Hypertrophic cardiomyopathy

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Hypertrophic cardiomyopathy

Cardiovascular system

Cardiac tumors

Cardiac tumors




Hypertrophic cardiomyopathy


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USMLE® Step 1 questions

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High Yield Notes

8 pages


Hypertrophic cardiomyopathy

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USMLE® Step 1 style questions USMLE

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A 15-year-old boy comes to the clinic because of progressively worsening dyspnea upon exertion and chest pain for the past 6 months. He has not had prior episodes of syncope, but he does describe moments in which he felt lightheaded and weak which improved with rest. Temperature is 37.2°C (98.9°F), pulse is 65/min, respirations are 17/min, and blood pressure is 110/80 mm Hg. Physical examination shows an athletic young man in mild distress. Cardiac examination shows a 4/6 systolic crescendo-decrescendo murmur best heard between the apex and the left sternal border on auscultation. Palpation of the precordium leads to a sustained impulse best felt at the apex. Which of the following will most likely decrease the intensity of the murmur heard on the physical examination?  

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Autosomal dominant disorders

hypertrophic cardiomyopathy p. 317

β -blockers p. 247

hypertrophic cardiomyopathy p. 317

Calcium channel blockers p. 325

hypertrophic cardiomyopathy p. 317

Friedreich ataxia p. 549

hypertrophic cardiomyopathy p. 317

Hypertrophic cardiomyopathy p. 317

Pompe disease p. 85

systolic murmur in p. 297


Cardiomyopathy means “heart muscle disease,” so cardiomyopathy is a broad term used to describe a variety of issues that result from disease of the myocardium, or heart muscle.

When cardiomyopathy develops as a way to compensate for some other underlying disease, like hypertension or valve diseases, it’s called secondary cardiomyopathy; when it develops all by itself, it’s called primary cardiomyopathy.

Now, hypertrophic cardiomyopathy is when the walls get thick, heavy, and hypercontractile; essentially, the muscles grow a lot larger because new sarcomeres are being added parallel to existing ones.

Usually, the left ventricle is affected, and in most cases, this muscle growth is asymmetrical, meaning that the interventricular septum grows larger relative to the free wall.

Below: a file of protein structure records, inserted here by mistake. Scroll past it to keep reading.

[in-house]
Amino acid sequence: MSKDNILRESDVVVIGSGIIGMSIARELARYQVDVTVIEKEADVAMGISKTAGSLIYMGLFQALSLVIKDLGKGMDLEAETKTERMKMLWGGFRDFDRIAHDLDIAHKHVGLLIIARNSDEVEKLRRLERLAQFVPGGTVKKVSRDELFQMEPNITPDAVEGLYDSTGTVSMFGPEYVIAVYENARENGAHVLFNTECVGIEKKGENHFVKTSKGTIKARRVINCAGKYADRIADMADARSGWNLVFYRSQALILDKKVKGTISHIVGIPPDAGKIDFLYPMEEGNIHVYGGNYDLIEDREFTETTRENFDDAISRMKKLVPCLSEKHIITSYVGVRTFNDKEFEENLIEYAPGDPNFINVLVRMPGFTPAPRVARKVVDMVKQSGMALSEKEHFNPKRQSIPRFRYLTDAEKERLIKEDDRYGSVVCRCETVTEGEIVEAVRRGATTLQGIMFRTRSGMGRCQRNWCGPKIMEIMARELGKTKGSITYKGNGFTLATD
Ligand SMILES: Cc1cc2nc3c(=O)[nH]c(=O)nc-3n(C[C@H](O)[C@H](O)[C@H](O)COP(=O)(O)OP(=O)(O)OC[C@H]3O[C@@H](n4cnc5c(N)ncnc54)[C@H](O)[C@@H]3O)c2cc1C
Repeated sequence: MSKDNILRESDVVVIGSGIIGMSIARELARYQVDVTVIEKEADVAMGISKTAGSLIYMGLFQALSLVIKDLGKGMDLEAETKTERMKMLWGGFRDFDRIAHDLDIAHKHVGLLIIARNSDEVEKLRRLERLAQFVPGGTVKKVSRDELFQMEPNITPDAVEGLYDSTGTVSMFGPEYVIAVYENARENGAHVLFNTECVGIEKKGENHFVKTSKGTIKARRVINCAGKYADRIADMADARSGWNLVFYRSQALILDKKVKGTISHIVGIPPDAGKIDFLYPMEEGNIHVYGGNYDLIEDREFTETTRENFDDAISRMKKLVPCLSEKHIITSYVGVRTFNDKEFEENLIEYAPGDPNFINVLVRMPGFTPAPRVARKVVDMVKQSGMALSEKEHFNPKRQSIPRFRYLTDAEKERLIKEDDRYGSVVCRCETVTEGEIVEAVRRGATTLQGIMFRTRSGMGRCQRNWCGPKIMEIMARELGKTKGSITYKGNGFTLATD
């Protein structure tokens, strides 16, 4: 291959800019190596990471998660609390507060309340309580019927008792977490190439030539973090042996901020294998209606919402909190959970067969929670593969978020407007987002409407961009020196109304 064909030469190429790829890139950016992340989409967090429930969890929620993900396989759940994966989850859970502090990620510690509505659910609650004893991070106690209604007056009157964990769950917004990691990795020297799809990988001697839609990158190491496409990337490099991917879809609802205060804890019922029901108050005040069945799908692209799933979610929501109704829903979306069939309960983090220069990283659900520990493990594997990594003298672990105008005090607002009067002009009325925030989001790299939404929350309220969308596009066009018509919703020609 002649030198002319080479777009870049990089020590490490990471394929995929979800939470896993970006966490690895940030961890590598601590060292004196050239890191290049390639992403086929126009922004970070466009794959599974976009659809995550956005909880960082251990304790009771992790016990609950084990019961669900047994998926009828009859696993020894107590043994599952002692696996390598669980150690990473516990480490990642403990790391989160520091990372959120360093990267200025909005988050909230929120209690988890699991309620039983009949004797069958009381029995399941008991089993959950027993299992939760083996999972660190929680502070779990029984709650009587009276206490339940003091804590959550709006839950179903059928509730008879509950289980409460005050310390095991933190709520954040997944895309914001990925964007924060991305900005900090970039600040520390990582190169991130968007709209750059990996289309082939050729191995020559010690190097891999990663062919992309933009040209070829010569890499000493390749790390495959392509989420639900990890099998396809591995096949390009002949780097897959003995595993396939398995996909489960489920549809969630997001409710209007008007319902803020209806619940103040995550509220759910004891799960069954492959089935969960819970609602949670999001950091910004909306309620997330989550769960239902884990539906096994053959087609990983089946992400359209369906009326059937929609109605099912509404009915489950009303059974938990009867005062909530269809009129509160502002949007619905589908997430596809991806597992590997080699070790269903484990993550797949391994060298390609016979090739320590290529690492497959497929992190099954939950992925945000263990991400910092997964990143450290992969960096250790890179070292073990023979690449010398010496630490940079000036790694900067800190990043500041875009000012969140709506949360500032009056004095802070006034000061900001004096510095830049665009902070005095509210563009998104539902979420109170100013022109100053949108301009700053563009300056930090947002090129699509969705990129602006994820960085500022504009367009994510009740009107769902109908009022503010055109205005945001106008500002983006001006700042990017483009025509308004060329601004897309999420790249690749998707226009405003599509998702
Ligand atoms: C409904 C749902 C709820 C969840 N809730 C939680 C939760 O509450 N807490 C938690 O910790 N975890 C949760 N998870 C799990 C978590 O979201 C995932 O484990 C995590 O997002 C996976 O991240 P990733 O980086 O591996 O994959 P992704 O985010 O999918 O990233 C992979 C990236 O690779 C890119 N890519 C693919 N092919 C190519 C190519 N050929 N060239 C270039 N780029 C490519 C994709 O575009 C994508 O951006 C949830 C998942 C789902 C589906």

These larger muscles do two things: the walls take up more room, so less blood is able to fill the ventricle; and they become more stiff and less compliant, so they can’t stretch out as much, again, leading to less filling. When the ventricles don’t fill as much, they don’t pump out as much blood, and so stroke volume goes down. Thus, the heart can fail to pump enough blood to the body; this is called heart failure. Because this is due to a dysfunction in filling, which happens during diastole, this is a type of diastolic heart failure.

In some patients, the muscle growth of the interventricular septum essentially gets in the way of the left ventricular outflow tract during systole, or ventricular contraction. This increases blood velocity through the smaller opening, and pulls the anterior leaflet of the mitral valve toward the septum. This is called the venturi effect, which further obstructs the left ventricular outflow tract. For this reason, hypertrophic cardiomyopathy is sometimes called hypertrophic obstructive cardiomyopathy.


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  3. "Pathophysiology of Disease: An Introduction to Clinical Medicine 8E" McGraw-Hill Education / Medical (2018)
  4. "Hypertrophic Cardiomyopathy" Anesthesia & Analgesia (2015)
  5. "Hypertrophic cardiomyopathy: Part 1 - Introduction, pathology and pathophysiology" Annals of Cardiac Anaesthesia (2014)
  6. "Asymptomatic Hypertrophic Cardiomyopathy" Veterinary Clinics of North America: Small Animal Practice (2017)

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